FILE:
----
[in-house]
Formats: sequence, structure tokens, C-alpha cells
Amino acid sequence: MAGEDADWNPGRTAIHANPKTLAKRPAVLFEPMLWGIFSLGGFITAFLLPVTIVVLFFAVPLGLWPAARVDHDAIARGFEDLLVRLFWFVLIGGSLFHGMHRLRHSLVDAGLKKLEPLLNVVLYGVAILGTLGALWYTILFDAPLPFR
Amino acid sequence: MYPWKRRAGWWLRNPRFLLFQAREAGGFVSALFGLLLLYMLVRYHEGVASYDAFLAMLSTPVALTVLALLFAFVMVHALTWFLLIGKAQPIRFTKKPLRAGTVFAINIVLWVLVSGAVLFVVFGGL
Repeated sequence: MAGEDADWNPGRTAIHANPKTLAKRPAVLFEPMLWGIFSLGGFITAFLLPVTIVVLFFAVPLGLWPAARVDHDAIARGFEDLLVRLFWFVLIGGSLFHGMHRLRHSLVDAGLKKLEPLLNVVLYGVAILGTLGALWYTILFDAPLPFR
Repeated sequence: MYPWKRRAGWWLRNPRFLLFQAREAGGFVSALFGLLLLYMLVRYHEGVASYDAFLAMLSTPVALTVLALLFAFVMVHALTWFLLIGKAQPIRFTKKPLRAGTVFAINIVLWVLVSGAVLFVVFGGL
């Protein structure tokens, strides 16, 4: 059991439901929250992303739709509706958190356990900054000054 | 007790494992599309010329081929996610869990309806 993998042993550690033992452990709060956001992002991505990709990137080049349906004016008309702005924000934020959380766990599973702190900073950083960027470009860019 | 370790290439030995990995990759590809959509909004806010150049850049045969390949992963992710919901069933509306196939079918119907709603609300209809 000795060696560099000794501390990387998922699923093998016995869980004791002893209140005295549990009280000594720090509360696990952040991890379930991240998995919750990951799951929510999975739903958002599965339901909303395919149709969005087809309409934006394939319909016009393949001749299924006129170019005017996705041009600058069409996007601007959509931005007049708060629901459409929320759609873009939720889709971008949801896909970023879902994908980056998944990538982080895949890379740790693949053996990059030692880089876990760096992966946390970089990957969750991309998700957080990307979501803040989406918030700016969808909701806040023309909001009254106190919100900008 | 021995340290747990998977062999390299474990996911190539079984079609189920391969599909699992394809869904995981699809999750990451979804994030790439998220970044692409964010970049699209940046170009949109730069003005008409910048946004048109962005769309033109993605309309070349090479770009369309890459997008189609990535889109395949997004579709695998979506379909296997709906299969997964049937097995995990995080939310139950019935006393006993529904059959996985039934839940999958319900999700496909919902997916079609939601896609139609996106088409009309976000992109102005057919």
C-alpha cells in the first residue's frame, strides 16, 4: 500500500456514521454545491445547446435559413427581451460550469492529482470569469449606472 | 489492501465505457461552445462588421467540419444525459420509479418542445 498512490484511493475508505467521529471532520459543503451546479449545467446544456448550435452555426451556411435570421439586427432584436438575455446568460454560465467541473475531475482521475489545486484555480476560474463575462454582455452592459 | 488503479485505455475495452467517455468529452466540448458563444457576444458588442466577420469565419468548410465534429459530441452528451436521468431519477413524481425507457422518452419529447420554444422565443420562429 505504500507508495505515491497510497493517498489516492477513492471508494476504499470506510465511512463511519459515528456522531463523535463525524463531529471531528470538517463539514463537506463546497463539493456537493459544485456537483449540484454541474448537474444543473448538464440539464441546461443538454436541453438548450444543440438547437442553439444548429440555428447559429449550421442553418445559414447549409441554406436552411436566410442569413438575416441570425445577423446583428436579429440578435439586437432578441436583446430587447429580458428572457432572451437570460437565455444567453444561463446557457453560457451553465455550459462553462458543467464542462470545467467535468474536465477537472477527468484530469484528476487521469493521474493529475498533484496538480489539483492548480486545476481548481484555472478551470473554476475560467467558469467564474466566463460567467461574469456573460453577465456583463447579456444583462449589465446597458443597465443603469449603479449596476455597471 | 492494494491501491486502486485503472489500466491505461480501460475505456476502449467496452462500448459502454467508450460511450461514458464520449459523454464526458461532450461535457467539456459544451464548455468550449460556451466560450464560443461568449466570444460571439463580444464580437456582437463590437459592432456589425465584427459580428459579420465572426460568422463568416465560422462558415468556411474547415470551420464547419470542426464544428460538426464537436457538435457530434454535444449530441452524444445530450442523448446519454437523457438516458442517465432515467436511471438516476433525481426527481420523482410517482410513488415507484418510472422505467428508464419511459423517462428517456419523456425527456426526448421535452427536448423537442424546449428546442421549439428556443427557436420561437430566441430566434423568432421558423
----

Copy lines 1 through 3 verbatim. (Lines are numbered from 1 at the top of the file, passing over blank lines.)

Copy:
[in-house]
Formats: sequence, structure tokens, C-alpha cells
Amino acid sequence: MAGEDADWNPGRTAIHANPKTLAKRPAVLFEPMLWGIFSLGGFITAFLLPVTIVVLFFAVPLGLWPAARVDHDAIARGFEDLLVRLFWFVLIGGSLFHGMHRLRHSLVDAGLKKLEPLLNVVLYGVAILGTLGALWYTILFDAPLPFR